Tosafot (4a, s.v. mi-de'oraita) explain that bittul is actually another word for hefker, the renunciation of one's ownership. In other words, in order to avoid violating bal yera'eh u-val yimatzei, own declares all chametz in his possession as ownerless. The Rishonim, including Tosafot, ask a number of questions on this interpretation. First, we don't find anywhere that the term "bittul" refers to "hefker." Second, the laws of bittul don't match up with the laws of hefker. For example, hefker is usually performed in front of three (Nedarim 45a), and bittul is performed alone. Furthermore, hefker cannot be performed on Shabbat, as it is a type of business transaction generally prohibited on Shabbat, but when erev Pesach falls out on Shabbat, bittul can be performed. Finally, hefker must be said aloud, while bittul may be "said" in one's heart.  While some (Ra'avia 417, for example) explain each discrepancy and maintain that bittul can be understood as a classic form of hefker, others (Ran 1a, s.v. u-mihu; Maharam Chalava 6b, s.v. amar) note that in this case, merely withdrawing from and renouncing the chametz is sufficient, and therefore its laws are different.


Rashi (4b, s.v. be-vittul) disagrees and explains that bittul, which is accomplished mentally (hashbata de-lev - negation in one's heart), is a fulfillment of the biblical commandment of tashbitu. Indeed, Targum Onkelos translates "tashbitu" as "tevatlun." How is it possible that one fulfills tashbitu through merely mentally negating chametz?


The Ramban (4b), as we noted previously, accepts the efficacy of bittul, but he writes:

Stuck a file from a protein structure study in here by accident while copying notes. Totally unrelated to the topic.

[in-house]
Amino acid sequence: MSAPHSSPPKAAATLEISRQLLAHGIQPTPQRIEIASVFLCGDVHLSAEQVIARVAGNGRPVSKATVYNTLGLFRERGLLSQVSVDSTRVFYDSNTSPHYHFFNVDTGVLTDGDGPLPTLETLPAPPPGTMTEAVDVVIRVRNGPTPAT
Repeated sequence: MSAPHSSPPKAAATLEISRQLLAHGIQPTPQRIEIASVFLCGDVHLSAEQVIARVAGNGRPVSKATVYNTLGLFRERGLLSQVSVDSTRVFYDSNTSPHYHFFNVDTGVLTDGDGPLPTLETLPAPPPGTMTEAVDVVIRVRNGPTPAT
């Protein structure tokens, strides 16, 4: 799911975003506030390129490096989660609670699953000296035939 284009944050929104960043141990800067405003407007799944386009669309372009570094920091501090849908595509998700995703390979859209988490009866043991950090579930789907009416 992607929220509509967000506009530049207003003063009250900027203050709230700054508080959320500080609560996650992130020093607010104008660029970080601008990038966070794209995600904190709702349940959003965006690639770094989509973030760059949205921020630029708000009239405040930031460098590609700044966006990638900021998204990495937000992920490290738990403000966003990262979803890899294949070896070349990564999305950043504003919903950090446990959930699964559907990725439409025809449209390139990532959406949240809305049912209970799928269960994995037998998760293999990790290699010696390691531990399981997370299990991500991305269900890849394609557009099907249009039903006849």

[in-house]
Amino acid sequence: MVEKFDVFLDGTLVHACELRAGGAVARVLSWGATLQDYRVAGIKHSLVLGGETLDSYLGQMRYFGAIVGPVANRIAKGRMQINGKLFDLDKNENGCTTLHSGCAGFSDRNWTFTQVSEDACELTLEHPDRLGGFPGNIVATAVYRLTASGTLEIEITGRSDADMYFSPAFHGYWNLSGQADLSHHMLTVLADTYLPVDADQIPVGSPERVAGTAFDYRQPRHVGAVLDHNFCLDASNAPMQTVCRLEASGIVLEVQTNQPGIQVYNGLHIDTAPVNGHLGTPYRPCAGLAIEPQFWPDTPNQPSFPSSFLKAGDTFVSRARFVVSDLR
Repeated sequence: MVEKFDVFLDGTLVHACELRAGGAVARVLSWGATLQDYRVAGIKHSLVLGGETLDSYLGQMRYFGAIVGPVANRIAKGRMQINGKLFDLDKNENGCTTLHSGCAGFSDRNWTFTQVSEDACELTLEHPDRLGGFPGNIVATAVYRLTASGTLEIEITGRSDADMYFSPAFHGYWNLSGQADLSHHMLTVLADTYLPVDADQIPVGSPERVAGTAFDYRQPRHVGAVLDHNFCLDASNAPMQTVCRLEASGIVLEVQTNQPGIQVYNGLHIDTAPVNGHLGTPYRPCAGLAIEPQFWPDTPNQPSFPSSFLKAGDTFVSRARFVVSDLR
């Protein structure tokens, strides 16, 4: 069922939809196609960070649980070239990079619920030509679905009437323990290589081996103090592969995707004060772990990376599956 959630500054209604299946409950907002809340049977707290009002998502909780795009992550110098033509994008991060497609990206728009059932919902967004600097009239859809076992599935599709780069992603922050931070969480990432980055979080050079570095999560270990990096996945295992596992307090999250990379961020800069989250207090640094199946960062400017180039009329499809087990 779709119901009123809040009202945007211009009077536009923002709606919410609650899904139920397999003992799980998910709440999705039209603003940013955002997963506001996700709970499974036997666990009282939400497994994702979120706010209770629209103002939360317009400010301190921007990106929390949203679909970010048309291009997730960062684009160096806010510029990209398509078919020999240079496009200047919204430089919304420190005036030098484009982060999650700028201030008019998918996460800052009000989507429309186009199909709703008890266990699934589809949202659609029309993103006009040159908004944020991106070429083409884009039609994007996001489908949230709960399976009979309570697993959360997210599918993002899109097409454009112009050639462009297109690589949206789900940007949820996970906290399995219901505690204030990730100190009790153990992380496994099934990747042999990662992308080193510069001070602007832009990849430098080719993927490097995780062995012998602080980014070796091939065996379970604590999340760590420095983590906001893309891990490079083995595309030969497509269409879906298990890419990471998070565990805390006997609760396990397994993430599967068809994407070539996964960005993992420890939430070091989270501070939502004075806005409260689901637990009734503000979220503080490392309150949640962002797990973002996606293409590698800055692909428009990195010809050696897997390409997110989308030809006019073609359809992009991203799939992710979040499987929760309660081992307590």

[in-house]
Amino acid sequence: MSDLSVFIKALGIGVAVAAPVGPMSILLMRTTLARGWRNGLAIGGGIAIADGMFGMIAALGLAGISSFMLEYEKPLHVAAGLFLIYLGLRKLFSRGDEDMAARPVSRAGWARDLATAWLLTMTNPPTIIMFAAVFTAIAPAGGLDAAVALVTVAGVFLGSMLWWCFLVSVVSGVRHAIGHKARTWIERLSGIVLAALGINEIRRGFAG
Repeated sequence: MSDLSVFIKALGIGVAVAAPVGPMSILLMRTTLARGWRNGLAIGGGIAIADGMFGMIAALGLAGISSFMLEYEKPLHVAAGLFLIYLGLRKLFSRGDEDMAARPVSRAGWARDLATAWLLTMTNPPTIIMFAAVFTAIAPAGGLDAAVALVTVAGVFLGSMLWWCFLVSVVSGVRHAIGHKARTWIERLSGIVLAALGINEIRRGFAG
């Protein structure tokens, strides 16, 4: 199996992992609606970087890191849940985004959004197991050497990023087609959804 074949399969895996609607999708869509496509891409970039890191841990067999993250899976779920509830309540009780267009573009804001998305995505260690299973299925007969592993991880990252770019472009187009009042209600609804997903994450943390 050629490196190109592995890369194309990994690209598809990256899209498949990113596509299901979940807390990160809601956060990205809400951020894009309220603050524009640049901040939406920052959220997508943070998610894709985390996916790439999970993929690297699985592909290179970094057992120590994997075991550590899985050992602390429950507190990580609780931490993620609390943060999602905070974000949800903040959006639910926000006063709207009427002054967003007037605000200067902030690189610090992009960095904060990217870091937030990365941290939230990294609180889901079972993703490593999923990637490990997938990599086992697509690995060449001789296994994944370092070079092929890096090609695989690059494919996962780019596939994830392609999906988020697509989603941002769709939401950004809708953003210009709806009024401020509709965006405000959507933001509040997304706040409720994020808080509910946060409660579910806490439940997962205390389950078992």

There are three methods of disposing of chametz, as the Torah says that one should not see chametz in our possession. Therefore, one should burn or totally destroy chametz, and that is the best method… and if one performs bittul through speech, one has also fulfilled the commandment.


In other words, according to the Ramban, while bittul may be a valid form of tashbitu, physical destruction through burning or another method is preferable. Furthermore, the Ramban notes that in general, the prohibition of owning chametz on Pesach is difficult to understand, since legally, once the chametz becomes assur be-hana'ah, it is no longer considered to be in his possession. How can he then violate bal yera'eh u-val yimatzei? He explains:


Bittul works to remove it from the status of chametz and to consider it to be dirt, which is not edible. This mechanism is effective, based upon the words of R. Yishmael, who asserts (6b) that there are two things that, although they are not in the ownership of a person, the Torah treats them as if they are owned… which means to say that the Torah considered it to be his in order to violate these two prohibitions (i.e., bal yeira'eh u-val yimatzei) because his mind is upon it and he is interested in its preservation. Therefore, the person who aligns his thoughts with the Torah's intention and nullifies it in order that it should not be considered to have value but should rather be taken out of his possession completely, not longer violates these prohibitions…